The question one has to ask is: why is Germany more competitive? The answer to that is to be found in the power of its industrial base. In countries like Britain it became fashionable in the past decades to praise the banking and services sector of the economy. London was a key financial centre, where much of the money made elsewhere was being banked and invested in all kinds of financial schemes. Germany, on the other hand, maintained a much stronger manufacturing sector.

The boom of the past 20 years or so led investors to believe they could make money from money, without going through the troublesome task of actually investing in the production of real value, i.e. goods! This brings us to a basic postulate of Marxist economic theory, and that is that value can only be created by putting human labour power to work in the production of goods that are required by humans. Pushing up the price of a house as a result of a bubble doesn’t actually increase the real value of the house. It still remains a house, in which only one family can live. Sooner or later these bubbles must burst and the nominal price must come into line with the real underlying value. This has partially been achieved, but more is to come as house prices will inevitably come down further in the coming years.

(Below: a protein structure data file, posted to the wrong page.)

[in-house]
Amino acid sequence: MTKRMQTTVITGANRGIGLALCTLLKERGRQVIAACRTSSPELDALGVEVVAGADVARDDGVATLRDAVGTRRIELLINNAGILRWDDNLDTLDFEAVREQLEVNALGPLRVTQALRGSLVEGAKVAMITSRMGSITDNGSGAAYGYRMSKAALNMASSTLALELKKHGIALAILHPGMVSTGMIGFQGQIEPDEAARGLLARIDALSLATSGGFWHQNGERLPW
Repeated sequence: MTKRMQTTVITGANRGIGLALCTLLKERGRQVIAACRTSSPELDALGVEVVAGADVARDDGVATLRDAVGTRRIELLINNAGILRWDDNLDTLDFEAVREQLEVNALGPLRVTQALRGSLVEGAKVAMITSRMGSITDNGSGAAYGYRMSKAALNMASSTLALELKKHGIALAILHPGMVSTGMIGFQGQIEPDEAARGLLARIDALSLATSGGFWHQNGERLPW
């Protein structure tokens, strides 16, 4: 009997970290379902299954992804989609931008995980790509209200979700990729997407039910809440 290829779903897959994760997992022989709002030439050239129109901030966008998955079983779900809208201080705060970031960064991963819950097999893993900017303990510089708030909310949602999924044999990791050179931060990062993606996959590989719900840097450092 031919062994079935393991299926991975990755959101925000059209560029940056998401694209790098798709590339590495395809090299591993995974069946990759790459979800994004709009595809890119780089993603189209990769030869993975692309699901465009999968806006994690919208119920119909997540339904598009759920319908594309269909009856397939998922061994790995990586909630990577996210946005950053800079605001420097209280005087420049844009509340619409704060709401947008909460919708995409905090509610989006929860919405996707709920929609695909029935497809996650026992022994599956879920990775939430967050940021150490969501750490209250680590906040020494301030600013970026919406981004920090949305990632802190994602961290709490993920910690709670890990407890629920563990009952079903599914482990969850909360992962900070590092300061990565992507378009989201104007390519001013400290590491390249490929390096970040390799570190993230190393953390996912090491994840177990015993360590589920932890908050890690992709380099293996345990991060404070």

Returning to Germany, we see an economy where manufacturing is a much bigger part of overall GDP. The table below shows manufacturing as a percentage of GDP in China, France, Germany, Japan, the United Kingdom and the United States. China clearly outflanks all the other major powers, and here lies the secret to its success. Germany comes second. In the last 20 years manufacturing as a percentage of GDP in Germany has remained close to 25%. In Britain it has gone down from around 22% to around 13%.

Manufacturing as a percentage of GDP globally and across comparator countries

Source: UNCTAD Handbook of StatisticsSource: UNCTAD Handbook of Statistics

If we look at productivity – measured as gross added value per hour   in the production of commercial goods between the years 1997 and 2007 in Germany, France, Italy, Spain, Britain and Japan, we see that only in Germany is there a net growth. [Source: EU, Klems]. According to an article, Why Germany's Top Manufacturers Succeed, published by Germany Trade & Invest, the foreign trade and inward investment agency of the Federal Republic of Germany: